Randomized Controlled Trial Examining Real-World Effectiveness of a Prescription Digital Therapeutic for the Treatment of Insomnia and Depression

  • Technology of Interest

    mHealth for Insomnia, PDT*

  • Disease Area

    Mental Health – Insomnia/Depression

  • Network Collaborators

    Yale New Haven Hospital, Mayo Clinic

  • Duration

    15 months

  • Status

    In Progress

  • Overview

    Leveraging patient-generated health data, this project is assessing the impact of a mobile-delivered, prescription digital therapeutic (PDT) (Somryst) delivering Cognitive Behavioral Therapy for Insomnia (CBT-I) for real-world patients with chronic insomnia and depressive symptoms.

    Insomnia is one of the most prevalent health concerns and imposes a significant physical, behavioral, and financial burden on patients’ lives. Up to 50% of the general adult population experience insomnia symptoms, with 12-20% meeting criteria for chronic insomnia. Adults suffering from insomnia also have a higher likelihood of comorbid conditions such as depression, resulting in a reduced quality-of-life and higher rates of morbidity and mortality. CBT for insomnia is the recommended first line treatment for chronic insomnia, but many patients encounter treatment barriers, including a limited number of trained providers. The goal of this Test-Case is to conduct a multi-center randomized controlled trial to collect and evaluate real-world data alongside clinically-validated measures of insomnia and depression to yield a multidimensional analysis of patient benefit from a mobile-delivered CBT-I prescription digital therapeutic.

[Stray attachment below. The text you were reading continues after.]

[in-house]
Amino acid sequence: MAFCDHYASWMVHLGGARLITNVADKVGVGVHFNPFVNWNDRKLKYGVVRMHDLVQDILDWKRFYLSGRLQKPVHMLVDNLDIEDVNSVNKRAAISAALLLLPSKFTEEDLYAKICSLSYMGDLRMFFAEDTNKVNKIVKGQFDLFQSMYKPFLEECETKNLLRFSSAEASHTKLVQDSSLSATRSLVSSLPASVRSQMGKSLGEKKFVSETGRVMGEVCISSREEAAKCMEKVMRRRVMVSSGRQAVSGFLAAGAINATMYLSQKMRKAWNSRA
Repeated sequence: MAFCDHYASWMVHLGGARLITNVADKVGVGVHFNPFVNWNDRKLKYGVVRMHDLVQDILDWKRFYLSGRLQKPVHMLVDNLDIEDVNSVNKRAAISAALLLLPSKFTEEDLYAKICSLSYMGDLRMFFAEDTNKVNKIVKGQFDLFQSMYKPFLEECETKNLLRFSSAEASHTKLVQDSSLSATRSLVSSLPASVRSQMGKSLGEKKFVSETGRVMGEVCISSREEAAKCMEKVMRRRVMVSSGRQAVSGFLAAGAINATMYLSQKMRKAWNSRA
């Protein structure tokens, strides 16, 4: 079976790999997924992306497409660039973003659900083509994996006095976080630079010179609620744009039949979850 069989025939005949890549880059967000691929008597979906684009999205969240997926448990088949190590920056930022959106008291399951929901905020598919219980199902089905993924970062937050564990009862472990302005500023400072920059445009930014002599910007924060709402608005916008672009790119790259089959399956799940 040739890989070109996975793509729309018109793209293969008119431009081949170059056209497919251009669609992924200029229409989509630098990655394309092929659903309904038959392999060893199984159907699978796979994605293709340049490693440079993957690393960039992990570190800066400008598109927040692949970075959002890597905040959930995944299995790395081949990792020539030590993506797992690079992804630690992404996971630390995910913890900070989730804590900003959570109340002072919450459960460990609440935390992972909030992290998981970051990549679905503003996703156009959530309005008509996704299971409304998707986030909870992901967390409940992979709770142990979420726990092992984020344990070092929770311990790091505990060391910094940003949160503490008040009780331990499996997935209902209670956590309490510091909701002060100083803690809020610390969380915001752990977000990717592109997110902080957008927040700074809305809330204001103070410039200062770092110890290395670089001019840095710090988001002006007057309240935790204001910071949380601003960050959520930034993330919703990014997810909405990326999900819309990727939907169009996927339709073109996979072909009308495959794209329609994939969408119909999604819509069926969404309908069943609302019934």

Using Hugo Health, a patient-centered health data sharing platform for data collection and aggregation, this study is gathering and collating patient-reported outcomes, healthcare utilization data, and data from personal digital devices.  70 patients with chronic insomnia and depressive symptoms are being randomly allocated to receive the PDT delivering CBT-I or usual care and followed for 21 weeks.  The primary study endpoints are self-reported online ratings of insomnia severity.  Secondary endpoints include rate of healthcare utilization, change in sleep outcomes, and change in patient-reported outcomes of sleep quality.